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FDA pressures Walgreens and other chains to stop selling e-cigarettes to minors

The agency is threatening to crack down on gas stations, grocery stores, and convenience stores that illegally sell the products

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Citing thousands of tobacco-related violations, Food and Drug Administration (FDA) Commissioner Scott Gottlieb on Monday requested a meeting with Walgreens corporate leadership as part of the agency's ongoing crackdown on e-cigarette sales to minors.

E-cigarettes, like other tobacco products, can only be sold to people 18 and older under federal law. But in practice, critics and researchers say that the e-cig industry is intentionally marketing and selling their products to teens.

An estimated 37 percent of high school seniors have tried e-cigarettes. A quarter of those who did said they didn’t realize the products contain nicotine, according to a study published in December.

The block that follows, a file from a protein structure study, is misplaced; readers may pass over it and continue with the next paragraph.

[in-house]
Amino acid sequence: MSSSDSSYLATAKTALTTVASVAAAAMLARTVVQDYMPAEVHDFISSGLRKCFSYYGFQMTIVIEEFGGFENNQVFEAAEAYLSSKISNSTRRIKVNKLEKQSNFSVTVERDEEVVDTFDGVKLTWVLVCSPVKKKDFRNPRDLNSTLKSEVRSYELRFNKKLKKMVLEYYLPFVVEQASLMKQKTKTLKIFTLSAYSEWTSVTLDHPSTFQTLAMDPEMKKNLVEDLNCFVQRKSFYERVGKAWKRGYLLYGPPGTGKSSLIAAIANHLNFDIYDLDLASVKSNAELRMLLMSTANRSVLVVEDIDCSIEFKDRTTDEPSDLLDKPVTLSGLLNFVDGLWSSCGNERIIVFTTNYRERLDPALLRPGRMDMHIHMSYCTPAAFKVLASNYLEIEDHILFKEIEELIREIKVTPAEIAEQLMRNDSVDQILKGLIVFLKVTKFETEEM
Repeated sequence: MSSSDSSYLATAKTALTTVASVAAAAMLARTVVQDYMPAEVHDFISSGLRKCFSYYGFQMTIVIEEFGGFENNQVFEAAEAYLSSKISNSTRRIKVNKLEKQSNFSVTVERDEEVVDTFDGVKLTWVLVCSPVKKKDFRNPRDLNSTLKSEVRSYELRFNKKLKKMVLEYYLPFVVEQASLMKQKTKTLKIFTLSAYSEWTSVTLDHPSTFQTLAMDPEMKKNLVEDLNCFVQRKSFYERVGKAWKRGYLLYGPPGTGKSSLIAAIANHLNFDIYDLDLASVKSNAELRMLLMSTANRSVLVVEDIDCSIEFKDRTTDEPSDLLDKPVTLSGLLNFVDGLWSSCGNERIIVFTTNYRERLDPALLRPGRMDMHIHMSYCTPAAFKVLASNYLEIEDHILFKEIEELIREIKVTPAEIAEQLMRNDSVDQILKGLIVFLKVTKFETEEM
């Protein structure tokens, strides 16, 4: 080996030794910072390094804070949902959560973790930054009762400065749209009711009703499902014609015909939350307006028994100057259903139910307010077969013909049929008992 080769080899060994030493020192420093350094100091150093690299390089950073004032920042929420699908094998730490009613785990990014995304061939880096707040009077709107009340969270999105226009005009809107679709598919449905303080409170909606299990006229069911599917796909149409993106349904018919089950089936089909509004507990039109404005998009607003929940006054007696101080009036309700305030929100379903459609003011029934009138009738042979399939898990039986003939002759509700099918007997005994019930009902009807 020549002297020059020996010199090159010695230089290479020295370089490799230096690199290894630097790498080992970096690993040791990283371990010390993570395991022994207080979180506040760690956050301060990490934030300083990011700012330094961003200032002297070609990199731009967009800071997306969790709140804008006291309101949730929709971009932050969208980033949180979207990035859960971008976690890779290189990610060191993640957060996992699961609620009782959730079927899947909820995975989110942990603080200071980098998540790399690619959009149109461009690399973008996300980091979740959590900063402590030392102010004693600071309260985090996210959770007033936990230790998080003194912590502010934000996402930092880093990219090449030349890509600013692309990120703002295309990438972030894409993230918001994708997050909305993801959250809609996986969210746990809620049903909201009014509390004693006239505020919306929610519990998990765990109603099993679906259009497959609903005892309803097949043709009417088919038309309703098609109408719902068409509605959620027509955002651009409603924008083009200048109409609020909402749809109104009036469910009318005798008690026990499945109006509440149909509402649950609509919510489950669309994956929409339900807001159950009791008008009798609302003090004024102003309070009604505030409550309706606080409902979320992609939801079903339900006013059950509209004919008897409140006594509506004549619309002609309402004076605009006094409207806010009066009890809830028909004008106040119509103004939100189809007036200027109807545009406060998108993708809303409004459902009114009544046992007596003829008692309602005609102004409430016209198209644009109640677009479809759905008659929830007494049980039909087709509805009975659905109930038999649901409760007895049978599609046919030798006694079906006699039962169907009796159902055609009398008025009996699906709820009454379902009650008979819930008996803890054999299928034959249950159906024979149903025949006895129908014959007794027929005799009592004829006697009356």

Gas chains violate the law

The FDA says that convenience stores and other chains are also complicit in the e-cigarette epidemic among teens. Walgreens, in particular, has racked up more tobacco-related violations than any other chain, the agency says.

“Since the FDA began its retailer inspection program in 2010, FDA inspectors have found nearly 1,800 instances in which Walgreens stores failed to follow the law,” the agency wrote in a letter to Walgreens President Richard Ashworth on Monday.

“Among pharmacy chains that sell tobacco products, Walgreens is the top violator, with 22 percent of the stores inspected having illegally sold tobacco products to minors. These illegal sales must stop,” Gottlieb added.

In an accompanying press release, the agency says that Walgreens “isn’t alone” in the violations. Circle-K, 7-Eleven, and nearly every major gas station chain are also named by the agency as violating federal tobacco laws.

“We plan to similarly hold them accountable,” the FDA says.  “Ignoring the law and then paying associated fines and penalties should not simply be viewed as a cost of doing business.”

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